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Huge fireball exploded in Earth's atmosphere

Posted on Monday, 18 March, 2019 | Comment icon 5 comments

Fortunately the explosion occurred over a remote area. Image Credit: RafaelMousob / Pixabay
The blast, which occurred in December over the Bering Sea, went largely unnoticed due to its remote location.
The meteor entered the atmosphere at around noon on December 18th and exploded approximately 25.6km above the surface of the Earth with an explosive force of 173 kilotons - the equivalent of around ten Hiroshima atomic bombs.

The event has drawn comparisons to the 2013 Chelyabinsk meteor explosion which caused widespread damage over several square miles and injured at least 1,500 people.

According to NASA planetary defense officer Lindley Johnson, events like this are only expected to occur around 2 or 3 times every 100 years.

"That was 40% the energy release of Chelyabinsk, but it was over the Bering Sea so it didn't have the same type of effect or show up in the news," said Johnson.

If the explosion had occurred over a densely populated area, things would have been very different.

Some photographs showing the meteor itself can be viewed below.

Source: BBC News | Comments (5)

Tags: Meteor, Fireball

Recent comments on this story
Comment icon #1 Posted by Black Red Devil on 18 March, 2019, 20:37
Comment icon #2 Posted by Seti42 on 19 March, 2019, 7:11
This probably happens a lot more than we realize. The earth is ~70% water-covered, most of humanity lives in small areas called cities, and we aren't watching everywhere.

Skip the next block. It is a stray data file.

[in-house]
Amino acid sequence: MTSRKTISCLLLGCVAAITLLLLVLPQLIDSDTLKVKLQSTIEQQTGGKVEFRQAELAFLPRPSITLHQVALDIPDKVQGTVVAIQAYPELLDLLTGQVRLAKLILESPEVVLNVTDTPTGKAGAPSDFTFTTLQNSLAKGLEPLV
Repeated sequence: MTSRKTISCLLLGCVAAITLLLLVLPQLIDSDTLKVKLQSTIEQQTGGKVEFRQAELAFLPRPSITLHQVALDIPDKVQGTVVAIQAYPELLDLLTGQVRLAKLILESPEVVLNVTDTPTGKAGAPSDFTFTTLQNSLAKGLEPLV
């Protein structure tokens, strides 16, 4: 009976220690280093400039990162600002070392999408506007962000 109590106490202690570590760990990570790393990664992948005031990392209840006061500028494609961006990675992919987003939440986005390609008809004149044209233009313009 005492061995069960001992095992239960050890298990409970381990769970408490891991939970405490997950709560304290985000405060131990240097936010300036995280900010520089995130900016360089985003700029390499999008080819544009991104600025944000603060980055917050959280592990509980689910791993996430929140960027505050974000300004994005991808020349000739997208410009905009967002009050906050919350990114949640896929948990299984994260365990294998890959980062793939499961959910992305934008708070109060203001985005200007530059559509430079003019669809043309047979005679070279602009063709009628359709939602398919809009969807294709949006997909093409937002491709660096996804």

Comment icon #3 Posted by and then on 20 March, 2019, 1:09
I guess the reason we notice more that occur over the Russian landmass is that the Russian territory is so vast.  If a Chelyabinsk strength object detonated over Manhattan, it could kill people and cause millions in damage. Not to mention adding hundreds of thousands in extra sales of laundry detergent  
Comment icon #4 Posted by bison on 20 March, 2019, 1:42
 A worldwide chart of sizable meteorite impacts is included in the complete BBC News article.  Judging by this, the Center for Near Earth Object Studies, a part of NASA, has a pretty good network of sensors for detecting these strikes, wherever in the world they may happen, even over the oceans, and remote land areas.  
Comment icon #5 Posted by Raptor Witness on 20 March, 2019, 21:15
Here's a .gif of the thing, if it will post properly.   Nice find ...

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